Bravo To Brent James

Paul Levy

Posted 11/07/11 on Not Running a Hospital

Dr. Brent James last week was awarded Columbia Business School’s W. Edwards Deming Center for Quality, Productivity and Competitiveness. As described in the press release:

The Deming Cup grew from the center’s drive to highlight the achievements of business practitioners who adhere to and promote excellence in operations – the Deming Center’s area of focus. This award is given annually to an individual who has made outstanding contributions in the area of operations and has established a culture of continuous improvement within their respective organization.

Dr. James was recognized for his pioneering work in applying quality improvement techniques that were originally developed by W. Edwards Deming and others, in order to help create and implement a “system” model at Intermountain, in which physicians study process and outcomes data to determine the types of care that are most effective.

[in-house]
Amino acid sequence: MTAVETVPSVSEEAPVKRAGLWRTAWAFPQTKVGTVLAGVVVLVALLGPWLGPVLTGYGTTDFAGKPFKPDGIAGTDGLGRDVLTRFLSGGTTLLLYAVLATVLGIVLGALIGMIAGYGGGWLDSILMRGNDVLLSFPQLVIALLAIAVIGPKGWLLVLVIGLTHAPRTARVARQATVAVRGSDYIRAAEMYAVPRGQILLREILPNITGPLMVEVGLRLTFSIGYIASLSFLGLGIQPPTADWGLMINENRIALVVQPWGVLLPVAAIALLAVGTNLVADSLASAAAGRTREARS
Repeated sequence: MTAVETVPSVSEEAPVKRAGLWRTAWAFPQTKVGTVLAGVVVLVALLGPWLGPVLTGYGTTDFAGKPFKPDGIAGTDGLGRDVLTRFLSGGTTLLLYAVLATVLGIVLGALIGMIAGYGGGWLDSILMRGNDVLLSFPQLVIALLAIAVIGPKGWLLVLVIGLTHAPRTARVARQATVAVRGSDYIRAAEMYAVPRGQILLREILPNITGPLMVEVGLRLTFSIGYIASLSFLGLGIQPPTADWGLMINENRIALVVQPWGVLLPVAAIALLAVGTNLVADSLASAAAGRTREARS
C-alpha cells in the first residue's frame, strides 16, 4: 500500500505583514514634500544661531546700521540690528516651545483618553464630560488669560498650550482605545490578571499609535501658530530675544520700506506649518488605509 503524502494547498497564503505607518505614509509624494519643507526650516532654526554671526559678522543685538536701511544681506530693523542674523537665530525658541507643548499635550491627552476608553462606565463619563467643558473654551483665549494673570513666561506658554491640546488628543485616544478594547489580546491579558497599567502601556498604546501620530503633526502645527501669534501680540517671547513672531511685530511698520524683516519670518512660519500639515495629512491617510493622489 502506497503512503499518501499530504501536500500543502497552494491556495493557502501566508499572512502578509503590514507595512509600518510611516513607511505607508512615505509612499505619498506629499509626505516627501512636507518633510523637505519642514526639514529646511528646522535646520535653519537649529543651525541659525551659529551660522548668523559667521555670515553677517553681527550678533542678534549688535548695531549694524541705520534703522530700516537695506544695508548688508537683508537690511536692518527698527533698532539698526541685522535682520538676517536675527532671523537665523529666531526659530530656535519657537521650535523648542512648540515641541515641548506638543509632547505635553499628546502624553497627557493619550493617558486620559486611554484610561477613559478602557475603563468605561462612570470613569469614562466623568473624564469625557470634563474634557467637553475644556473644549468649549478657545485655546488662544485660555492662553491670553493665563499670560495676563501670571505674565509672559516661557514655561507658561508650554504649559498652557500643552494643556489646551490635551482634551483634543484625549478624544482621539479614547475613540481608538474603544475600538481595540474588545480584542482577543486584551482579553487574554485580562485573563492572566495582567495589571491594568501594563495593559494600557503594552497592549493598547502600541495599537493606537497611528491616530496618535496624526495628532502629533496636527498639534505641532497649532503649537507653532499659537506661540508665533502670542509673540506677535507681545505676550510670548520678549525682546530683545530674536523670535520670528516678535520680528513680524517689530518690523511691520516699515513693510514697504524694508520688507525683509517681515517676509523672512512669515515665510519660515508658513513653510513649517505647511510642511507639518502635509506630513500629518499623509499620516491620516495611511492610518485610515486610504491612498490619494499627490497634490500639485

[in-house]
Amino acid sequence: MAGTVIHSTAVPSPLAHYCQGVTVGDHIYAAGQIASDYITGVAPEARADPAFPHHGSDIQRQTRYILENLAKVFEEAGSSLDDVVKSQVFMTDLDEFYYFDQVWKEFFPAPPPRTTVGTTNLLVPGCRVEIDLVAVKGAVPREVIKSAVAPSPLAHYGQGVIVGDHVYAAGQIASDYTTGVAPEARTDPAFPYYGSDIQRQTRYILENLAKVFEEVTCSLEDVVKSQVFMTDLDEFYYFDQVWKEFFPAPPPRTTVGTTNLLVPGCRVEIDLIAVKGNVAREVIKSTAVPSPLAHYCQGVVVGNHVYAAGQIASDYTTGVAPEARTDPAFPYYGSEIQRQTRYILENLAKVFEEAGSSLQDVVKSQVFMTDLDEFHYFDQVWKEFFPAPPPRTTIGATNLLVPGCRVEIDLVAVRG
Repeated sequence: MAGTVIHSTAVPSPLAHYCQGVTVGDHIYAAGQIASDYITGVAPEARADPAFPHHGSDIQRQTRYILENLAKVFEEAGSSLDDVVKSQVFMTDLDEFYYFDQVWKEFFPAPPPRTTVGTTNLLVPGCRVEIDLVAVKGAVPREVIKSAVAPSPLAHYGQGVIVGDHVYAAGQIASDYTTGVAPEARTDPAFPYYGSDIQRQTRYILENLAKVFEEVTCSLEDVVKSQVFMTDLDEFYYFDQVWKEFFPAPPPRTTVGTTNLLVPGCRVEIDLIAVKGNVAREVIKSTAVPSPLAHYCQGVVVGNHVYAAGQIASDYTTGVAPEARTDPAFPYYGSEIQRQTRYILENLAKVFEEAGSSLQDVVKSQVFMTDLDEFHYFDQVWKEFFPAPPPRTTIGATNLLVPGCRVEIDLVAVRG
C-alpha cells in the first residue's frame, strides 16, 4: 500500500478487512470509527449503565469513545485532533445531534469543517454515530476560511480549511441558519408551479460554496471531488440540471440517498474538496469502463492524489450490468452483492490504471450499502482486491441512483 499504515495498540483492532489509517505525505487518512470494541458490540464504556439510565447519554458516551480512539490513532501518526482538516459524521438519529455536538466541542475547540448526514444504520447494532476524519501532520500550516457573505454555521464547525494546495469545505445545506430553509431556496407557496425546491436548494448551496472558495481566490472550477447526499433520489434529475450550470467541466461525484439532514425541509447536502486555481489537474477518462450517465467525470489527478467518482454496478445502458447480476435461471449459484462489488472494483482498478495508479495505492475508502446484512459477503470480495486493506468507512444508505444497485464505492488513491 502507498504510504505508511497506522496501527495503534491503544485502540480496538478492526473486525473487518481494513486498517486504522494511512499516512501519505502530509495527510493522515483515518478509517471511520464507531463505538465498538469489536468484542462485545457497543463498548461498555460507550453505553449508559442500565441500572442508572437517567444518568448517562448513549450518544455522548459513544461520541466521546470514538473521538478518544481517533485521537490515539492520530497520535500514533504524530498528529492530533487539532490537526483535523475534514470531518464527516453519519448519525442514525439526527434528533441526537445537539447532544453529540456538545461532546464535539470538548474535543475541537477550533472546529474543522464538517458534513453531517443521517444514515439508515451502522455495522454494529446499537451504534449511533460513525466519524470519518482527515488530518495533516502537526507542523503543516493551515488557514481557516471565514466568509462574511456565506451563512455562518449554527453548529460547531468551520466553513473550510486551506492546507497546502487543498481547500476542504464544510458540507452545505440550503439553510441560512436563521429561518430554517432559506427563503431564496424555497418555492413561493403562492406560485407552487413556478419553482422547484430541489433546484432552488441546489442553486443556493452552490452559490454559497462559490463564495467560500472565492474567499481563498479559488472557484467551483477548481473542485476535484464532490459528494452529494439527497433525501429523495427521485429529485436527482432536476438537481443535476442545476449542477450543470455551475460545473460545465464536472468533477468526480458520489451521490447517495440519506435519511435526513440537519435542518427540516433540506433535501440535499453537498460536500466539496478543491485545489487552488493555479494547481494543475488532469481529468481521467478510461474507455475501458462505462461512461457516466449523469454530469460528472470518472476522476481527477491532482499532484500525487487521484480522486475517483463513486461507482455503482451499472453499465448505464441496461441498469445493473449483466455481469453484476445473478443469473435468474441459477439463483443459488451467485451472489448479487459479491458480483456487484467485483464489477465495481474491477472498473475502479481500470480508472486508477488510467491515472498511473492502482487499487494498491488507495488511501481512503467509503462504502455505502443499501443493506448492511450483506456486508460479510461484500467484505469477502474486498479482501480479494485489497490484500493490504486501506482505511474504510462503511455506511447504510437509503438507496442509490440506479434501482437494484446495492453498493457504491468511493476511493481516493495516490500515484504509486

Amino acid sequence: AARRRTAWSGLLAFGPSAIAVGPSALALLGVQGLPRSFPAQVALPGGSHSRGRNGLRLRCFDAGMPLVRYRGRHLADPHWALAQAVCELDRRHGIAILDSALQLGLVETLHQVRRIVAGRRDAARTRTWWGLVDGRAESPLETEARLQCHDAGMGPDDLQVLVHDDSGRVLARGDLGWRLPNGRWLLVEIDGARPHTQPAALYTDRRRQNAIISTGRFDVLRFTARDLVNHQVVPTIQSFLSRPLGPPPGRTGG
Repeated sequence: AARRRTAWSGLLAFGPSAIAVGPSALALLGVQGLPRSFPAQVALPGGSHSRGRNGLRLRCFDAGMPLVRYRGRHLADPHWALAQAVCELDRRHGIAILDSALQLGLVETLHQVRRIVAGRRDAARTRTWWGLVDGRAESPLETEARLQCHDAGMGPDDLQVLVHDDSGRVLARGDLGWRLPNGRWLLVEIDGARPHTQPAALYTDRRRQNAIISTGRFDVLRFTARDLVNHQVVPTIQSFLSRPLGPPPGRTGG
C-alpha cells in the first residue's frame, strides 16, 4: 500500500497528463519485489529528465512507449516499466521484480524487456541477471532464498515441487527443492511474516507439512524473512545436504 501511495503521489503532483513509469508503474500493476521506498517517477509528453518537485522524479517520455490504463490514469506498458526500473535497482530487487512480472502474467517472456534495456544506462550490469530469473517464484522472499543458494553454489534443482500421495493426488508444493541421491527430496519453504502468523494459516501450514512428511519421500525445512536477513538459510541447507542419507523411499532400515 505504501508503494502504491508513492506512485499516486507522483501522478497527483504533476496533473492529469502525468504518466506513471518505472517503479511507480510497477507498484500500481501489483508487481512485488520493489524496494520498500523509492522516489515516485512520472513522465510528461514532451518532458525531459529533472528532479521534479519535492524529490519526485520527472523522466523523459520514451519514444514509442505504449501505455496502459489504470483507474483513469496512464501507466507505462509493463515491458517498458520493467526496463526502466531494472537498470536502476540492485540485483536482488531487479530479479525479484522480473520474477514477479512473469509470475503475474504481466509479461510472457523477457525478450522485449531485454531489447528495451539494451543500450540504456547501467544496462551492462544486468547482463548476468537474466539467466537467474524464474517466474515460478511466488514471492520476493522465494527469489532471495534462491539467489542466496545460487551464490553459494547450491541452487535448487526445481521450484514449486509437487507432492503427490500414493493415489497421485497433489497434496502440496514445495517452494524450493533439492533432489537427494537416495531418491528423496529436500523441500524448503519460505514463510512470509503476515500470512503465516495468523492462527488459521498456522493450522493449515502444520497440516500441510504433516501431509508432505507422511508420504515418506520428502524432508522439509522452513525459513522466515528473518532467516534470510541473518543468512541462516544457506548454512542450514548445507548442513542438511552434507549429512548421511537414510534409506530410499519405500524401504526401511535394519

Imagine that, improving clinical care is consistent with efficiency in the health care system.  This has to be another lie, just like that stuff about Pronovost saving lives and reducing costs by reducing the rate of central line associated bloodstream infections.  Or assertions by that trio of fraud, Spear, Toussaint, and Kaplan.

This stuff can’t be true.  If it were everybody would be doing it.  Right?

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Getting Transparency Right

Paul Levy

First published 6/1/11 on Running a Hospital

This is about transparency, when it is useful and when it is not. The term is now an established part of the health care lexicon, but there is little substantive discussion about how it is being used.

As I said in an article in Business Week over three years ago:

There are often misconceptions as people talk about “transparency” in the health-care field. They say the main societal value is to provide information so patients can make decisions about which hospital to visit for a given diagnosis or treatment. As for hospitals, people believe the main strategic value of transparency is to create a competitive advantage vis-à-vis other hospitals in the same city or region. Both these impressions are misguided.

Transparency’s major societal and strategic imperative is to provide creative tension within hospitals so that they hold themselves accountable. This accountability is what will drive doctors, nurses, and administrators to seek constant improvements in the quality and safety of patient care.

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